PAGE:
We have the basic functionality set up for community of practice on the LearnNB website.
All new information will be posted there.
From Blogoerlert’s e-clippings is More SHOCKING evidence that people can learn from games!!:
But Brenda Laurel, a game designer who has worked with educators, says that anyone hoping to rescue the American educational system with games should be realistic.
"I’ve been involved in trying to insert games into schools since 1976, and I’ve come to the conclusion it doesn’t work," she said.
In her view, American schools have degenerated from learning environments into production lines for children taught to obey authority figures.
But not all is lost, she said. Instead of relying on schools to teach kids how to use games to learn, libraries equipped with computers and video games may be the place where such learning can happen. Ultimately, she said, new forms of learning are about new ways of thinking. And some game designers are working to help foster that change.
This got me thinking again about our local laptops in schools question. Many schools and educators are not receptive to the idea, so why not bypass the reluctant schools and educators and target libraries instead? Maybe our government should fund more computers in public libaries, fund additional operating hours and fund resource specialists. This would breathe new life into our public libraries and allow for experimentation in developing fundamentally new learning environments. I’m sure that the public libraries in New Brunswick would gladly take the +million dollars that are being earmarked for laptops in schools.
This comment on Weblogg-ed by Alan Levine jumped out at me;
It just goes to show that despite pontification about being "learner centered" or "student centered" most institutions, systems, and course management monstrosities are still stuck in the "course" being the basic unit of organization, rather than the student.
It seems pretty clear; the basic unit of learning is the person. This person is indivisible. All learning activities, products and strategies must be centered around the person. We can then go on to develop environments for many people, but the individual is the building block – not the learning object, the course, the programme, or the institution. All of these are temporary organisations that the individual may use, or be part of.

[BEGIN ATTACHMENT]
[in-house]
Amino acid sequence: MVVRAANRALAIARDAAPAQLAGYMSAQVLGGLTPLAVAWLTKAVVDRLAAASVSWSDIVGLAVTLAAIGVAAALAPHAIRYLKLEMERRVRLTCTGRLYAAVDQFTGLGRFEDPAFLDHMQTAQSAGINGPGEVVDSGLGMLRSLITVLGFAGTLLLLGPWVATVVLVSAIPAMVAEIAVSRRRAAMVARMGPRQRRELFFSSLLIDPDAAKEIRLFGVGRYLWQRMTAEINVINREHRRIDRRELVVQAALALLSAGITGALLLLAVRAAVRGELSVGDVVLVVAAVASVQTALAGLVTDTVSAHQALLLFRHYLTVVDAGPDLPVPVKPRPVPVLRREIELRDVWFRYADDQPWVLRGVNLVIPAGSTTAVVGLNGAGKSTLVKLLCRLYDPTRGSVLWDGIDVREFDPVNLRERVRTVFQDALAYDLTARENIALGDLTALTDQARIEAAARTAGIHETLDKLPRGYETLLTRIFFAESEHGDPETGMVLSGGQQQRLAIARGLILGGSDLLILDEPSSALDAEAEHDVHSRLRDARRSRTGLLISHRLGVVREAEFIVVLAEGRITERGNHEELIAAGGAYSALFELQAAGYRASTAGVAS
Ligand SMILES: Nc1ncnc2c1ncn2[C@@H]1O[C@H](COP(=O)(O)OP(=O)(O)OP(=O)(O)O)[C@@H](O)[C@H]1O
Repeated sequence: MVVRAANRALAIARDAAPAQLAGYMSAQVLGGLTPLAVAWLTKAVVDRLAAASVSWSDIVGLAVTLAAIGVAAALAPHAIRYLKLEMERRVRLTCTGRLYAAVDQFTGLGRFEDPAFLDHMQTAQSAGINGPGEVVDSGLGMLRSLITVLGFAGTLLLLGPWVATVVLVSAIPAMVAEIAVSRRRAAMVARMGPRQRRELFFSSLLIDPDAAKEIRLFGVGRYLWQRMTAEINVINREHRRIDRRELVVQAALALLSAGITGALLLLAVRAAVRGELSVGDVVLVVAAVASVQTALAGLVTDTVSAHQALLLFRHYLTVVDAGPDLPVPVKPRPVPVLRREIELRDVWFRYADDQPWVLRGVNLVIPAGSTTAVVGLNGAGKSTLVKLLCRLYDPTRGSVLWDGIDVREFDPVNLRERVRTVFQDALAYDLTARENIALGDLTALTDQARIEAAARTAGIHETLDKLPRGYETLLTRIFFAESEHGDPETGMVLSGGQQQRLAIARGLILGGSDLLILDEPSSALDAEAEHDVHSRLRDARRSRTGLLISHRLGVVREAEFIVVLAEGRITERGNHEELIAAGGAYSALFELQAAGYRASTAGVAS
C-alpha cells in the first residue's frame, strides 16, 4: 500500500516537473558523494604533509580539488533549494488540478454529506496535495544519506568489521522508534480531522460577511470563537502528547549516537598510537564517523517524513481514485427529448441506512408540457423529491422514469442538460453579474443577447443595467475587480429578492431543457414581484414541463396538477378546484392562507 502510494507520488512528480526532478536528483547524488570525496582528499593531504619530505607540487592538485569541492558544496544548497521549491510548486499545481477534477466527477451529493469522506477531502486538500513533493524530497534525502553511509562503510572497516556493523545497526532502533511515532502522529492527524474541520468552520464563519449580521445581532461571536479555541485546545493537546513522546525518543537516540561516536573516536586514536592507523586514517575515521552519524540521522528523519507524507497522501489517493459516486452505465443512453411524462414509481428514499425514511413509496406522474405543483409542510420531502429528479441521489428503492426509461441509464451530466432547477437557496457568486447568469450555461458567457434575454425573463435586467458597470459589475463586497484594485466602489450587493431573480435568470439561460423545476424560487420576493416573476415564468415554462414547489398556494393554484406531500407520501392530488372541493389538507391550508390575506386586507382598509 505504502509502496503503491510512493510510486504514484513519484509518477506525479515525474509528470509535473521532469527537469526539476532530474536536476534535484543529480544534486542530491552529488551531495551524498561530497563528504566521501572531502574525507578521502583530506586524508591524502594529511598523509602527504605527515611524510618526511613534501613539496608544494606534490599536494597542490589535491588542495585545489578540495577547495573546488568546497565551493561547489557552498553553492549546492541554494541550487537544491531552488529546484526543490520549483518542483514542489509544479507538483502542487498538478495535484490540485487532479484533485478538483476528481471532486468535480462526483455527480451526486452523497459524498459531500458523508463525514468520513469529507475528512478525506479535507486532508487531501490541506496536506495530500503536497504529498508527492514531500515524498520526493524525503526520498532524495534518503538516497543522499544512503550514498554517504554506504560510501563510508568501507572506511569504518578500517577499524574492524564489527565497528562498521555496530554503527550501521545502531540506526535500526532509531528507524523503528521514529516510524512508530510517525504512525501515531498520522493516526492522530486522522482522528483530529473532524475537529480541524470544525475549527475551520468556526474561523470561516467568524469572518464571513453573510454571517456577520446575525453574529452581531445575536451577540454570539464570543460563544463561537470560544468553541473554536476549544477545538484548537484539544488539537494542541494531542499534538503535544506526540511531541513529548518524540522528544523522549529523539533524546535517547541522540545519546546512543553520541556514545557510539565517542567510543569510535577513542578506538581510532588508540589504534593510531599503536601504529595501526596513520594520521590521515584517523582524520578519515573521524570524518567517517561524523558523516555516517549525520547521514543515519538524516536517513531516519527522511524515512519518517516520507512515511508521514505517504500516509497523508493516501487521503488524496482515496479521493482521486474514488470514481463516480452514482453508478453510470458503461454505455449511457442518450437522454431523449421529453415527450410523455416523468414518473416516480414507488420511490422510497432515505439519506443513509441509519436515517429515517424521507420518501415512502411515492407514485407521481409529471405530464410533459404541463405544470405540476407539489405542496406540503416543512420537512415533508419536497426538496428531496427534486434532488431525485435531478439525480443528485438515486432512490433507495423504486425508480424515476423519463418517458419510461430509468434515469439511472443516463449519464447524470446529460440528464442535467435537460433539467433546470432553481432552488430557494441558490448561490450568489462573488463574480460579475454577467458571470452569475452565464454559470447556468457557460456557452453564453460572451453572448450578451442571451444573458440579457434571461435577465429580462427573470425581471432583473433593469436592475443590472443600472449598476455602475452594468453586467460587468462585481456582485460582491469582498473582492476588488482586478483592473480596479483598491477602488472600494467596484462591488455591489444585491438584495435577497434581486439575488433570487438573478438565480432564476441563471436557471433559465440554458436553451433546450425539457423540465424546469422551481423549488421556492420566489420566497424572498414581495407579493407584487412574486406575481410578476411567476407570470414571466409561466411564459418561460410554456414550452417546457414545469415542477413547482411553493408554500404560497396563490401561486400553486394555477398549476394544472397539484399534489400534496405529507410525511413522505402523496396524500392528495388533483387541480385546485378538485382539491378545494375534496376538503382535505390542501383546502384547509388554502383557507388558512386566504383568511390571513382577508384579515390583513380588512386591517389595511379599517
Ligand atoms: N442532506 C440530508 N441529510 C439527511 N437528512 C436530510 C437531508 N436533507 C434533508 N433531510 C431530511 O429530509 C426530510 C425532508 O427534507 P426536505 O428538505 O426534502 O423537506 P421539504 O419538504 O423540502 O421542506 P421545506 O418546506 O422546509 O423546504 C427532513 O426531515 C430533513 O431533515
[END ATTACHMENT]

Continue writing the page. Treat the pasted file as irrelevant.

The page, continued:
The power of search engines, blogs, wikis, aggregators and other low threshold access tools is that they give control back to the learner. But we don’t have many good design models for the creation of real learner-centric environment. Most of our models are prescriptive, but there is a lot of work being done by Jay Cross, Don Morrison, ISPI and many others, to address this need. These are exciting times for learning professionals who are willing to explore new models with some empowering new tools.
Jay’s comments on this week’s meeting of the Learning Economics Group. Jay has added to Brenda Sugrue’s initial conceptual model, giving us his usual insight into this fuzzy world of learning, technology and business. I like the fact that Jay is pointing out the power relationships (e.g. Boss’s Ego) as well.
Today I attended Robin Good’s free webinar on low-cost videoconferencing tools.
During this session, Robin (aka – Luigi Canali De Rossi) presented 9 systems, varying in price and pricing models. The two top scorers were systems I had never heard of before – Wave Three Session and Marratech. One insight that I picked up from Robin is that vendors need to create diversified products around core technologies in order to achieve mass customisation, because no two clients’ needs are the same. He was also critical of high-priced software, because customers cannot invest a lot of money in systems that could become useless with the next technological advance in a couple of months. It seemed that many people in the multinational audience were vendors, but Robin’s focus is buyers (hurray!).
Robin is an excellent web speaker, and his evaluations are to the point. You can see his other reviews on the Kolabora website. Stay tuned to his website for future live presentations.